Tuesday, August 25, 2020

Standing Redwood Burns Fourteen Months

The Chimney Tree, Big Basin.
Courtesy Jill Ramar
Redwoods are somewhat fire resistant and can survive, and in fact heal, after being burned. "Other trees are consumed, but the redwoods battle with the demon and conquer." In August 1907, the Santa Cruz Sentinel asked: "Stand beside the chimney tree and ask its story. It will relate seige [sic] after seige [sic] with the fire fiend."

In 1911, the Chimney Tree, pictured here, was described in the Sentinel: "Its burnt-off top being 150 feet high, the entire tree being hollow inside like a flue, with green limbs growing from the top. To stand in the trunk of this tree and look up through the charred interior to the patch of blue sky far above, interlaced there with green branches, emphasizes the work of nature when producing the strange and awe-inspiring."

In 1904, a huge fire swept through the Big Basin area. It started near the Middleton mill on Waterman Creek and burned for 20 days, blackening around one third of the 3,900 acres of the park. "The fire was little more than a ground fire in the big timber regions. Fir, and other pitch trees suffered of course, but the big redwoods received little harm."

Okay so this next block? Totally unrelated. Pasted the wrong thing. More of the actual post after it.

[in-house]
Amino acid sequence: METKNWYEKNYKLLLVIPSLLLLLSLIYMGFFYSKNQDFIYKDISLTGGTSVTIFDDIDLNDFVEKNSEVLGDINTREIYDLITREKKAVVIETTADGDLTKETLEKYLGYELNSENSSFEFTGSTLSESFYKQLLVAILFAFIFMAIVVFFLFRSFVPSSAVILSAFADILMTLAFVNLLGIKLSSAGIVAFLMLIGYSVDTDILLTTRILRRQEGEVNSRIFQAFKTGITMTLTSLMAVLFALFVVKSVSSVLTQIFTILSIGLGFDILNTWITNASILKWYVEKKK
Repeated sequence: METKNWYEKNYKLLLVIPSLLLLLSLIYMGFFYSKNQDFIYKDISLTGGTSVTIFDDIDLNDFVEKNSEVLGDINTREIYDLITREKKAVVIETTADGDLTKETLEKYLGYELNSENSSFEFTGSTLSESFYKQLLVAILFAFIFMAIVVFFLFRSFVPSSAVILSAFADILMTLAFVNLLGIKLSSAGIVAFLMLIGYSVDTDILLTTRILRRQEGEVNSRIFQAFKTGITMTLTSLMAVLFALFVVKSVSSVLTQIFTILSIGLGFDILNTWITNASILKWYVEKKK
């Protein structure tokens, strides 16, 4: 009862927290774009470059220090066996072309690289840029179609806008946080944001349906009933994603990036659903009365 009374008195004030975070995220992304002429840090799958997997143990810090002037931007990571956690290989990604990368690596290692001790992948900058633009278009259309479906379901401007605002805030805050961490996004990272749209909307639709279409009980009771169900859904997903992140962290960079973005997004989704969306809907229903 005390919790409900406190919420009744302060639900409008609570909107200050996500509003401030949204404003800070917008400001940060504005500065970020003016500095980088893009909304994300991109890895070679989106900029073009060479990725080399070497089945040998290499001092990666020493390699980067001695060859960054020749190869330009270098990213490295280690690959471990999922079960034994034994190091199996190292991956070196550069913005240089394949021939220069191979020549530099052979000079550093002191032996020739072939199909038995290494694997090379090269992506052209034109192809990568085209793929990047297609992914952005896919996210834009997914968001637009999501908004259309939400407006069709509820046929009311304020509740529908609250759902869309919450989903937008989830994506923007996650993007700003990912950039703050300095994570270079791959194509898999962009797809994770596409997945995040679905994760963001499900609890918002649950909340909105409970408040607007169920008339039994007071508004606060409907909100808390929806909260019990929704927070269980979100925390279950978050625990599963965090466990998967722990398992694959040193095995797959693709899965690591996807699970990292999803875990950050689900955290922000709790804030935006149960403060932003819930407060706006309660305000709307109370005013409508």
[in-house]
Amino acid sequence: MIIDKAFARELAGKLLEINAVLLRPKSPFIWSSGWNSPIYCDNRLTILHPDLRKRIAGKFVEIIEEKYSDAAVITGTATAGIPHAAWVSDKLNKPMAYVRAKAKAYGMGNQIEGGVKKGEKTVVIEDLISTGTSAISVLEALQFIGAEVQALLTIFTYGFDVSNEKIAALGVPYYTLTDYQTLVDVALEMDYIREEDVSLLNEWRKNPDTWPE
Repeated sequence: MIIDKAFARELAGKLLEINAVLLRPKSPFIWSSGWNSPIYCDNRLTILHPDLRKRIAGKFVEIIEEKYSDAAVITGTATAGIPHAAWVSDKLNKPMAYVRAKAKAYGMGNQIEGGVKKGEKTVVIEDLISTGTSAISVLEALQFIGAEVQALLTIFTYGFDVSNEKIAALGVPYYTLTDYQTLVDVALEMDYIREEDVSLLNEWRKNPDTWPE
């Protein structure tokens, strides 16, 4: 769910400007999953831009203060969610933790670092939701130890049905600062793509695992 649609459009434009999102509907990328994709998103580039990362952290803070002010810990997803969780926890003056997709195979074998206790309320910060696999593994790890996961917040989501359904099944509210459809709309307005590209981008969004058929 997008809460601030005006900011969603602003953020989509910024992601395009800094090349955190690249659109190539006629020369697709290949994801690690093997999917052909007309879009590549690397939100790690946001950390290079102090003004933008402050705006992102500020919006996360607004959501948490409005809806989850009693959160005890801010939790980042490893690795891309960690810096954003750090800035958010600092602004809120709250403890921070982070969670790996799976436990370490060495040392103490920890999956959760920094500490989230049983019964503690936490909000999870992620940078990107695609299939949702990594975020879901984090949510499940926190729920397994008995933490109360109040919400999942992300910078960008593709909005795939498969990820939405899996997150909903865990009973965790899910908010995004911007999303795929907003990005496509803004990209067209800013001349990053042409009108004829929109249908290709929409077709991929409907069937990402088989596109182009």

Below is an account from the Mountain Echo newspaper, November 18, 1905 edition. It tells of an unusual fire inside a redwood that erupted twice, months after the original 1904 blaze:

"Last May we published an account of a fire braking out in the top of a large redwood tree in the [Big Basin Redwoods] State Park, where the big forest fire of the September previous, or in 1904, had swept.

This curious fire must have smoldered in the top of the tree from September 1904 to May 17th of this year, when it broke out about 140 feet from the ground and burned off about 10 feet at the top of the tree, which was already a “stub,” or broken topped tree. The tree then burned in the top for a short time and appeared to die out.

On the 7th of this month, or fourteen months after the original fire and nearly six months subsequent to the May eruption, the flames again burst forth in the top of this tree and there was again a roaring furnace of fire for a time and another section of about ten feet of the stubbed top was burned off and fell crashing to the ground. The fire then died down and has since appeared to be out.

It was fortunate that Park Warden Pilkington and his men happed to be at work on the road near by when the fire broke out on the 7th inst., as the woods roundabout were as dry as tinder and if the burning tree had not been promptly surrounded by a fire trail there would undoubtedly have been another fire-swept tract in the park, as the burning tree stands near the edge of last year’s burned district and near plenty of combustible material."

This article was first published in the Santa Cruz Mountain Bulletin in March 2019.

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